I am not having a go at anyone: I am pointing out that, sometimes, you have to be able to override the objections of people who do not have the country’s best interests at heart. That requires that we have to either get round the Scottish Unionists, rUK NO voters and EU NO voters in order to achieve what should be glaringly obvious to anyone or we succumb and play their game, giving them a second bite of the cherry to block independence. Democracy, of course, insists that we ‘persuade’ rather than press, and I think we have been doing that for the past five years almost since 18 September 2014. Now, matters are so dire that we need to make some kind of move one way or another. Personally, I am not at all sure how I could live with another referendum failure, having warned, well in advance, of all the pitfalls, and I am worried that we will leave ourselves no way forward unless we act soon; indeed, I am very sure that we will be storing up dangerous resentment that could explode many years later down the line. We did not ask for any of this: we did not ask to be elbowed out of the Treaty partnership; we did not ask to be treated as an afterthought even while our precious resources were being taken without our being aware of just how precious they were; and we did not ask for Brexit or to be forced into voiceless silence. All this because we were blocked by people who either owe all their allegiance to the Union, or who refuse to owe any allegiance at all to Scotland. That is the matter in stark terms, the recent pro independence poll notwithstanding. There might well be change there, but will it be enough? I hope so, but I think we must risk it anyway, and we must have the Treaty ‘sound’ in law as a parallel legal measure to the political one.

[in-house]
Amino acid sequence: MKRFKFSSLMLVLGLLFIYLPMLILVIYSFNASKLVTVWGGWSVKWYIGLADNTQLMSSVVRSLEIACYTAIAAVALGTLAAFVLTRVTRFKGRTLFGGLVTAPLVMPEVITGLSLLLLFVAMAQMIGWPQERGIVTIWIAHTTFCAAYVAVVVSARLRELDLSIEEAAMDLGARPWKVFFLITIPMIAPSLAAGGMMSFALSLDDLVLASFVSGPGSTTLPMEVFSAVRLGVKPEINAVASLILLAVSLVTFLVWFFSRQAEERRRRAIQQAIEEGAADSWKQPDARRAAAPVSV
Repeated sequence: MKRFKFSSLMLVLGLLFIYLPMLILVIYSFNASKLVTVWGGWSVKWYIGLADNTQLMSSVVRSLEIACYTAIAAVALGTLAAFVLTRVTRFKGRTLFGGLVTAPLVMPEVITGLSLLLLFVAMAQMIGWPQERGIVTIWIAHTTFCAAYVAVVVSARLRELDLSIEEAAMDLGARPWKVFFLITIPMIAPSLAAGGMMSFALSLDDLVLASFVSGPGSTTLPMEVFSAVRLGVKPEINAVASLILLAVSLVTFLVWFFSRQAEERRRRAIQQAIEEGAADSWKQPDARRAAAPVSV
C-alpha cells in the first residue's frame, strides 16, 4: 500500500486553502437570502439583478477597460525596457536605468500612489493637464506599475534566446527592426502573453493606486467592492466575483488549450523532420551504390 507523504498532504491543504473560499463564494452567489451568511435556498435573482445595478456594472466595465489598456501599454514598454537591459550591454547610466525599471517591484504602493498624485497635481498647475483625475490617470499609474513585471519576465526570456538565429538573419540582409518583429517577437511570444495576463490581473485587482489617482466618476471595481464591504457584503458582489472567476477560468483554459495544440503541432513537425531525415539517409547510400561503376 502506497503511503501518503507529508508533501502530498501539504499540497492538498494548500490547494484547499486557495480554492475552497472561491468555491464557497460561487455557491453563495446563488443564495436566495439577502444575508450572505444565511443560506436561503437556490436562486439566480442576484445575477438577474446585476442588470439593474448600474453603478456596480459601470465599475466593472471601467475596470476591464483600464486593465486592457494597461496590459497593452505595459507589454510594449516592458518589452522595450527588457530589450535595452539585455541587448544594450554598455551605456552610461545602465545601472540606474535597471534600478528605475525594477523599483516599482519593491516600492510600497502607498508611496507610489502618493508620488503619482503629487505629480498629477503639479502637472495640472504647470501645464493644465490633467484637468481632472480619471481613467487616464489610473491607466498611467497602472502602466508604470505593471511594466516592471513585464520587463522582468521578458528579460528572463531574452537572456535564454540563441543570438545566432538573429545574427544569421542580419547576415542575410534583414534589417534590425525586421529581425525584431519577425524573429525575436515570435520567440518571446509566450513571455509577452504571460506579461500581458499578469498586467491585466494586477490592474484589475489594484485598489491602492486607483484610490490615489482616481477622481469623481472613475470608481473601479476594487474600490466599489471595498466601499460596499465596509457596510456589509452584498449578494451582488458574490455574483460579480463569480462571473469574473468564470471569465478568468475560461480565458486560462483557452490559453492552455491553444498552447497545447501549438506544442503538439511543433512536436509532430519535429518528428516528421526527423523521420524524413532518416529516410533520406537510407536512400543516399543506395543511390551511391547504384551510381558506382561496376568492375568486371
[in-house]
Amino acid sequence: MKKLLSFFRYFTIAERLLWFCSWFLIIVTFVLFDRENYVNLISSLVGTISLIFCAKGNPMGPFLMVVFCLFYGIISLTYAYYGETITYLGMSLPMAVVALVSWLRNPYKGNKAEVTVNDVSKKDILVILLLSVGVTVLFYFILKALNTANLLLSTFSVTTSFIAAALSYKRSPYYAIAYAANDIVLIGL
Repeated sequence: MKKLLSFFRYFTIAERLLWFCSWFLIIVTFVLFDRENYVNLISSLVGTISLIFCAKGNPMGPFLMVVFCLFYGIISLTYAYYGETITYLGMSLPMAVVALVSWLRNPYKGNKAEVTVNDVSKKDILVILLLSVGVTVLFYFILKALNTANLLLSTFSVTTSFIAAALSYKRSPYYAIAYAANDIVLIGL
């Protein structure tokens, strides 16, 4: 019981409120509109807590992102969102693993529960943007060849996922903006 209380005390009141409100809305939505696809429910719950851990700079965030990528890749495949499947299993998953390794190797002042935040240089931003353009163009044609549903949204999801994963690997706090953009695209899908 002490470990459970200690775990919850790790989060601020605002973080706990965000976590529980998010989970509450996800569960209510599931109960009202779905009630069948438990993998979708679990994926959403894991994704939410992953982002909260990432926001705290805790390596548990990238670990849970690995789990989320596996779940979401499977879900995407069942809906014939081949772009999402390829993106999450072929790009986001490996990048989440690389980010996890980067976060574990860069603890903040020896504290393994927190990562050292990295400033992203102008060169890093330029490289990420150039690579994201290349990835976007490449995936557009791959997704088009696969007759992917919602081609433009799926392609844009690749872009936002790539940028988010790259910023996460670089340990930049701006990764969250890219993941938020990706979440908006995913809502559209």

So, what do we do? Do we say: let’s have another ten years or twenty to try and persuade the NO voters, if we ever can, or do we try to cut our way through the constitutional minefield, wholly English, seeded with constitutional boobytraps to blow our case sky-high? I think it has to be the second scenario because time is not on our side, and the British government is hell-bent on regionalization of the three parts that are not England, and not regions thereof, as well as the North and Midlands parts of England, which are regions thereof. That way, the ruling elite believes, a One Nation UK can be forged, and our carping, as they see it, over our rights, can be silenced as our teeth are drawn. Once we are on a par with the big English regions and cities, we will have to fight like tigers for every crumb and will have no energy left for constitutional matters. You have to give it to them: they know how to play the game we haven’t even learned yet. Running another referendum along the same lines as the first is insanity writ large – for both sides, and the kick-off came with RBS again threatening its departure. It is not a Scottish bank any longer, and we should let it go, demanding our 10% share and turning that into the Scottish Central Bank, saving jobs and investment. If we want to remain part of the UK, post Brexit and part of the regionalisation programme for the new One Nation State, on the other hand, we just have to do nothing.